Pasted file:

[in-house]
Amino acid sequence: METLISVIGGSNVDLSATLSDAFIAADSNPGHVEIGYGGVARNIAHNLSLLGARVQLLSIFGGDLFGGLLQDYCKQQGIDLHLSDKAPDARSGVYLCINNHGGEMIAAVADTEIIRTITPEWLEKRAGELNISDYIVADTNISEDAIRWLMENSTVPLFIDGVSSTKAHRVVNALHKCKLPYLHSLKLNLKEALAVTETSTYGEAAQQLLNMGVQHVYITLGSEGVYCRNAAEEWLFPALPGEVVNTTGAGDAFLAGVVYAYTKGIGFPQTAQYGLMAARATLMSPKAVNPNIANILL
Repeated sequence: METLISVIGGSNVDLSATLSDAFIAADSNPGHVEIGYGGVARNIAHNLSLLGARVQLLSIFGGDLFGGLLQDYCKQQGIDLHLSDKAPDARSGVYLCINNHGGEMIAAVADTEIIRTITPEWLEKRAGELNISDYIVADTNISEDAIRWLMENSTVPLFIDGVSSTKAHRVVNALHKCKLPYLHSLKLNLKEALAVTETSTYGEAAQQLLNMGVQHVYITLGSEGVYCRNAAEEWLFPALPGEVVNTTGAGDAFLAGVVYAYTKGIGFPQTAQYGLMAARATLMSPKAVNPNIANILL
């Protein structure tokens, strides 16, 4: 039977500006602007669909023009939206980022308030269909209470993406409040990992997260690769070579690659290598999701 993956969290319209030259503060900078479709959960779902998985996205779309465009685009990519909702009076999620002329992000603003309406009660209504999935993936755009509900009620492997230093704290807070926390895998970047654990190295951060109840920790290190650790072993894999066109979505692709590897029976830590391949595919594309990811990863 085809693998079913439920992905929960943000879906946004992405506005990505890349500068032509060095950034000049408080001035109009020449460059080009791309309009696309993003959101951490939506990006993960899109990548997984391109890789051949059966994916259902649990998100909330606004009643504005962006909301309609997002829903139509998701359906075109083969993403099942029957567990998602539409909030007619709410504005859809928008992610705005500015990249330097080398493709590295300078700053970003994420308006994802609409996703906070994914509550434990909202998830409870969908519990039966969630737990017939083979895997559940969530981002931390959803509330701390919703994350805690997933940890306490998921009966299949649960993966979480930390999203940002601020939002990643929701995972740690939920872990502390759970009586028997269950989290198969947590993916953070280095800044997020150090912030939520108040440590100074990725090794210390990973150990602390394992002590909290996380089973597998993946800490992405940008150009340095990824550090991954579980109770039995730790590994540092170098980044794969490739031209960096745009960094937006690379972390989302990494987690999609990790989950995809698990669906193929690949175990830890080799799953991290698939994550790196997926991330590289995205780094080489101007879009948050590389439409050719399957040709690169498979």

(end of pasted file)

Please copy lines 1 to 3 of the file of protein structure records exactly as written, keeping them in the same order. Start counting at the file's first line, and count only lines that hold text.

[in-house]
Amino acid sequence: METLISVIGGSNVDLSATLSDAFIAADSNPGHVEIGYGGVARNIAHNLSLLGARVQLLSIFGGDLFGGLLQDYCKQQGIDLHLSDKAPDARSGVYLCINNHGGEMIAAVADTEIIRTITPEWLEKRAGELNISDYIVADTNISEDAIRWLMENSTVPLFIDGVSSTKAHRVVNALHKCKLPYLHSLKLNLKEALAVTETSTYGEAAQQLLNMGVQHVYITLGSEGVYCRNAAEEWLFPALPGEVVNTTGAGDAFLAGVVYAYTKGIGFPQTAQYGLMAARATLMSPKAVNPNIANILL
Repeated sequence: METLISVIGGSNVDLSATLSDAFIAADSNPGHVEIGYGGVARNIAHNLSLLGARVQLLSIFGGDLFGGLLQDYCKQQGIDLHLSDKAPDARSGVYLCINNHGGEMIAAVADTEIIRTITPEWLEKRAGELNISDYIVADTNISEDAIRWLMENSTVPLFIDGVSSTKAHRVVNALHKCKLPYLHSLKLNLKEALAVTETSTYGEAAQQLLNMGVQHVYITLGSEGVYCRNAAEEWLFPALPGEVVNTTGAGDAFLAGVVYAYTKGIGFPQTAQYGLMAARATLMSPKAVNPNIANILL